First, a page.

This episode marked a turning point in the continuity of the series, with many new story possibilities being created by John-Boy's departure for college (even as a commuter). The series thereafter in essence had two distinct tracks -- one involving John-Boy at the university and the other about the remaining characters left behind. This episode, for example, had a subplot dealing with Jason's faltering attempts to fill John-Boy's shoes during the first day back at the Walton's Mountain School for the rest of the children.
While there had been other shows dealing with John-Boy's preparation for college, given that this episode marked such a departure for the series, it's regrettable that it wasn't selected as the season opener -- that episode was a two-hour stand-alone story about the federal government wanting to acquire land from some Walton relatives for a park project. During the first season, the show's story lines had almost stereotypically involved the "outsider of the week" -- a deaf girl, a carnival troupe, a traveling writer, a gypsy family, an actress, etc. etc. -- and this continued to some degree in the second season; but the best episodes were often those that dealt with the relationships among the Walton family members themselves.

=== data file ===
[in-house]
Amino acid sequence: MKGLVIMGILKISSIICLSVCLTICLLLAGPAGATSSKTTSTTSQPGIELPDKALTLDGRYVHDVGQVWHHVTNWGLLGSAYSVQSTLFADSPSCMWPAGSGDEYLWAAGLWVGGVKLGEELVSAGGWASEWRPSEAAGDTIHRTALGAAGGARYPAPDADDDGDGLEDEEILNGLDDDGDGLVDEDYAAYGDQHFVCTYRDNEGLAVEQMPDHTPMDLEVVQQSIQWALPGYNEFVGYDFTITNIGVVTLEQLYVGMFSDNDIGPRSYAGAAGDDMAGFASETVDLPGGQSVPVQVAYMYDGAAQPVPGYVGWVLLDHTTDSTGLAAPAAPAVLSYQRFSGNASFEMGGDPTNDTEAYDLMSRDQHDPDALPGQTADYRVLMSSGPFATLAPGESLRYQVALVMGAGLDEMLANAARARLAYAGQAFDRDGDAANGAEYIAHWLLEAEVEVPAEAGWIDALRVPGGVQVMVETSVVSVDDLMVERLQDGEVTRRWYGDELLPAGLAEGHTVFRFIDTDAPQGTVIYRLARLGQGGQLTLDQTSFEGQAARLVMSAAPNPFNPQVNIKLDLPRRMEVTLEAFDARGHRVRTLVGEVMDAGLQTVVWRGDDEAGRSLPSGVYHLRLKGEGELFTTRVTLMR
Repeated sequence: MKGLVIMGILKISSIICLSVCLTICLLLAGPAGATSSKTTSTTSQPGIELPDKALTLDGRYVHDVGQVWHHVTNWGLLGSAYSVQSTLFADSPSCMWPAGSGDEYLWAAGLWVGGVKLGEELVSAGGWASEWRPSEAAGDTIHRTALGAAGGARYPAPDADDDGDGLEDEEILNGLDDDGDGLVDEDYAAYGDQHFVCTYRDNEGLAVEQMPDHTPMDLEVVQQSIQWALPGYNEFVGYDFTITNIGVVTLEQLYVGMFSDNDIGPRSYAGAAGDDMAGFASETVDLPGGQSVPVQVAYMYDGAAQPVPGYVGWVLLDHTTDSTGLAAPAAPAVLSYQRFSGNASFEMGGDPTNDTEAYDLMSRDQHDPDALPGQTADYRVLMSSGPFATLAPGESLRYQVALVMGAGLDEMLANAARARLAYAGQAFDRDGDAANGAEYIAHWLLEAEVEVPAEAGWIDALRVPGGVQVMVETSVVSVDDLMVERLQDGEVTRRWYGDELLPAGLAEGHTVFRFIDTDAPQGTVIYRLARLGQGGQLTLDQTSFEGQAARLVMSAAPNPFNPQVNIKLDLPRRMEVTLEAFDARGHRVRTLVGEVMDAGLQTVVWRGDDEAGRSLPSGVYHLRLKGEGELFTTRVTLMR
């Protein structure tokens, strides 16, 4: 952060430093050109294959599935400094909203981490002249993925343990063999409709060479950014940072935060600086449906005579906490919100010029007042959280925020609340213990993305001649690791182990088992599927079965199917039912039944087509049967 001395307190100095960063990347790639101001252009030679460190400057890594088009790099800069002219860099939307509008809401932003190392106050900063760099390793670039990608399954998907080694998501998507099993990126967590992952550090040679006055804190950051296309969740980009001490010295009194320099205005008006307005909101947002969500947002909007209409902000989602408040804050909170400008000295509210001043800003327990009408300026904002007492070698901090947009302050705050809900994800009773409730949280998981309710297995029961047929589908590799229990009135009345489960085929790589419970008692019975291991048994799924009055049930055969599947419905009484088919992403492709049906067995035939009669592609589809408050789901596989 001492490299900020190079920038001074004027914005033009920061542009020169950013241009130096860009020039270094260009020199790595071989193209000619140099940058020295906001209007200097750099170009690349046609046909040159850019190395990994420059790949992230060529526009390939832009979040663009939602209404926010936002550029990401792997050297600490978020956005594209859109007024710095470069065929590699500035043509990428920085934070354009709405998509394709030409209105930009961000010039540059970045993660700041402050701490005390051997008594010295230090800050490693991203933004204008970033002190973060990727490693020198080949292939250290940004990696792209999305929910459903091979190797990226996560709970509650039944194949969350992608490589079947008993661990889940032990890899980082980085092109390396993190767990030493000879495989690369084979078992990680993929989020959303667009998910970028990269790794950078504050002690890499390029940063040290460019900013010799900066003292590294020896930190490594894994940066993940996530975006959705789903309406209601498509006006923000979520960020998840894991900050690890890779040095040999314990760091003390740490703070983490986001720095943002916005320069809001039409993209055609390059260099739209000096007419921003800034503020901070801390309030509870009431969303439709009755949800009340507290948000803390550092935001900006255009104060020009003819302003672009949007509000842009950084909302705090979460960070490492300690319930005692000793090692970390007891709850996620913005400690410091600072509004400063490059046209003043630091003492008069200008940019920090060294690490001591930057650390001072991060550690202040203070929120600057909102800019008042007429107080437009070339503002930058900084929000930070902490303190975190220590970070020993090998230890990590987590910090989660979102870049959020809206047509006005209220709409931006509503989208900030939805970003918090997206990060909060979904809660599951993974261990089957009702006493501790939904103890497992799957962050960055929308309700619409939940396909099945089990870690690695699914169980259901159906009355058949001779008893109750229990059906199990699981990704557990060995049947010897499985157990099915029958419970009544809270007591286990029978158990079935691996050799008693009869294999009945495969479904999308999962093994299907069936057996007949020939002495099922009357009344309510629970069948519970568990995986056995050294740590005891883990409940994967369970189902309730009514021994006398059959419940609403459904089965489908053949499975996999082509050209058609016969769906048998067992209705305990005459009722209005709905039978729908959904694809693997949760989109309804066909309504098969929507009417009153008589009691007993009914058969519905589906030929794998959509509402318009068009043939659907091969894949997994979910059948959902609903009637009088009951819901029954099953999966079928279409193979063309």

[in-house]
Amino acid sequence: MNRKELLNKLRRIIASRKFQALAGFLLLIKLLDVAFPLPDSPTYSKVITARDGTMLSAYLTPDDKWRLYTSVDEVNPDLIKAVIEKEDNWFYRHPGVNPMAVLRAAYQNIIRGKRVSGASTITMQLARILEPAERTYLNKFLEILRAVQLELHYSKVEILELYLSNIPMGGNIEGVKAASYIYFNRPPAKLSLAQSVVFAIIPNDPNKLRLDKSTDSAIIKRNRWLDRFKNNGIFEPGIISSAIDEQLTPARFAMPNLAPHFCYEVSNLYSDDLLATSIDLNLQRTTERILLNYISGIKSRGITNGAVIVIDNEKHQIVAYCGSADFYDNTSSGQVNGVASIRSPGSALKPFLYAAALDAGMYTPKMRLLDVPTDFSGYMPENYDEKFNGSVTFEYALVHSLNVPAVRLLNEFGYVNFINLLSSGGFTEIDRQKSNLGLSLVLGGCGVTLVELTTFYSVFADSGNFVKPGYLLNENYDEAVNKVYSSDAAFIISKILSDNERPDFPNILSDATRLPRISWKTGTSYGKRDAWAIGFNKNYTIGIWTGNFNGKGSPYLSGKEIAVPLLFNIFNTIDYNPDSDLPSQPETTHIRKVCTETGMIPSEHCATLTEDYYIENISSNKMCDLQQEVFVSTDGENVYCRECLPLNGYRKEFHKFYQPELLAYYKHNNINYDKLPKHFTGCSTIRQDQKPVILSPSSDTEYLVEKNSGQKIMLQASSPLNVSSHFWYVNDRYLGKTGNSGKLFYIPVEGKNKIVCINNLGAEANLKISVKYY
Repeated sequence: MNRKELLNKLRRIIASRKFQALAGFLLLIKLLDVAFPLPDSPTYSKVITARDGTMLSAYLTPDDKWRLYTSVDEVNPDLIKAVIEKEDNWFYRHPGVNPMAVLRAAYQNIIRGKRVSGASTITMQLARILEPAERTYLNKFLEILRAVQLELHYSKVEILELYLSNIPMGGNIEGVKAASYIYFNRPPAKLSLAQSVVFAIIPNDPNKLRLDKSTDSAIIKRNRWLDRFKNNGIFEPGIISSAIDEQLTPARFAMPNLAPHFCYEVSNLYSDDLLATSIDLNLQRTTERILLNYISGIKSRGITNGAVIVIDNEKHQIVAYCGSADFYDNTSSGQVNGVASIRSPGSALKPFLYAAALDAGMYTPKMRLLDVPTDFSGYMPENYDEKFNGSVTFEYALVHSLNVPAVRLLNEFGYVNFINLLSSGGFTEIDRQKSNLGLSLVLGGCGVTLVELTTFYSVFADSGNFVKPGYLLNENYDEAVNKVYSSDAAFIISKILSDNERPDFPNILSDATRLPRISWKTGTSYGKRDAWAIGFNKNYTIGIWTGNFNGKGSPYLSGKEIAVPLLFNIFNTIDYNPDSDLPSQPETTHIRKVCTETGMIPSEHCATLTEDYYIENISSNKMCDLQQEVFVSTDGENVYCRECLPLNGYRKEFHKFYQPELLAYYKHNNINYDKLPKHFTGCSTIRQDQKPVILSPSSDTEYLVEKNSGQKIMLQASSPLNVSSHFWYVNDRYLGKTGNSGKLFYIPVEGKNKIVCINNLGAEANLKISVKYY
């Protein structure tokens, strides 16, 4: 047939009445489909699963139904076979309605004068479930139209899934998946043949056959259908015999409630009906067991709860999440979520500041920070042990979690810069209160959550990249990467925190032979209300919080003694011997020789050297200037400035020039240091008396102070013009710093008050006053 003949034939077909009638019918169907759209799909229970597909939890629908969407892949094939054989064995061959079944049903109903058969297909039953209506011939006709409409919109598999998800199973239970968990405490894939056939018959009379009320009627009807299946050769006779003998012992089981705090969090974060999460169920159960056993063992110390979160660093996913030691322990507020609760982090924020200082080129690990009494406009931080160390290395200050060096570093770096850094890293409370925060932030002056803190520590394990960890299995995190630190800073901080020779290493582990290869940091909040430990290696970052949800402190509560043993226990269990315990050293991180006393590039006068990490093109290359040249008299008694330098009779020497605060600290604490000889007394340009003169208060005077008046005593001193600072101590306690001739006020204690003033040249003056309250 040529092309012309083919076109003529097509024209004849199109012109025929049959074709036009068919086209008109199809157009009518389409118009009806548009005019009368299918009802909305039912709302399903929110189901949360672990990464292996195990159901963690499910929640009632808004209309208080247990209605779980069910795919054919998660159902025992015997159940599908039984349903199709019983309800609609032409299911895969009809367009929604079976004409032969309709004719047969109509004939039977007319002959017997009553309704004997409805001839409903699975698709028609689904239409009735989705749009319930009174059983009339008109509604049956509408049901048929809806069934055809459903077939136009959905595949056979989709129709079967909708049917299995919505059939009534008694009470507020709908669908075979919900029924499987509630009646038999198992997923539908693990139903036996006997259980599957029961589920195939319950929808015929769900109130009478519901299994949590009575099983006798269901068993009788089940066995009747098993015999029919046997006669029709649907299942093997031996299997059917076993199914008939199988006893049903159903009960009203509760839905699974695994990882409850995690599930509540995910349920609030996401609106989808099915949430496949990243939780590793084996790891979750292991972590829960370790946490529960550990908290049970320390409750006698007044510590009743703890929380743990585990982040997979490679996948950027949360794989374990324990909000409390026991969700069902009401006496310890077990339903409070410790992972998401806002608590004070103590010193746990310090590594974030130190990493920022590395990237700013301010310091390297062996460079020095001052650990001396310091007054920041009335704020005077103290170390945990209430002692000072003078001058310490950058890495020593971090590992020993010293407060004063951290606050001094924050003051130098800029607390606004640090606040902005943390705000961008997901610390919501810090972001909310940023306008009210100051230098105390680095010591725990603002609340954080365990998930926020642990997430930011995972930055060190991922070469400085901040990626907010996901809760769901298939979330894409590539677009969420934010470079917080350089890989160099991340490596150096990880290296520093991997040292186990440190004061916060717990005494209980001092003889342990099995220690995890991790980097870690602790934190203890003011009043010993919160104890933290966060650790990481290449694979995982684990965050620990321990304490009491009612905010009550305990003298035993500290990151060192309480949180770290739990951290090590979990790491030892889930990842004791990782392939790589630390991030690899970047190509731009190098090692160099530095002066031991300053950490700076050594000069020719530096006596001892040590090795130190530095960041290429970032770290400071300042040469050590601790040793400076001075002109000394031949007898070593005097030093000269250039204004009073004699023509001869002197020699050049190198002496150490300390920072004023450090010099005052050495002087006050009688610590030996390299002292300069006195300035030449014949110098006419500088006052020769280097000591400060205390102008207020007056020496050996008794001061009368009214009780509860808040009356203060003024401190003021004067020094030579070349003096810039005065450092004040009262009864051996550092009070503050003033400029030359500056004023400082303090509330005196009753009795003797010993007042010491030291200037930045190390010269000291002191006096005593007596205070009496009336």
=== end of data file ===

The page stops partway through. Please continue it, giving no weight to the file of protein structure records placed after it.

The college setting offered the chance to combine the best of those two plot lines -- John-Boy could make acquaintances among the people at the school while still maintaining ties to his family, as in episodes like "The System" in which he is accused of violating the school's honor code, or "The Job," in which he is hired to read to a blind woman who is bitter about her condition. Unfortunately, the possibility that some of the characters from this episode would become part of a new circle of semi-regulars at the college didn't happen -- the Mike West character reappeared only once, in "The Ring" a few shows later, and neither Polly Thompson nor Prof. Ghote, who played large parts in this episode, were ever seen again.
The pace of the series quickened after this, too -- while this episode is set in September, 1934 (only one calendar year after the first season, which was set in 1933), by the end of the series World War Two came and went in just six remaining television seasons. Of course, there was no reason to try to coordinate television years with real-life years per se, but it's interesting to note that, whereas the creators had actually tried to slow things down up to this point, they would instead speed things up from here on. When Richard Thomas left the series at the end of the fifth season less than three years after this episode, he had apparently finished his four years of school despite the passage of fewer years of "real" time.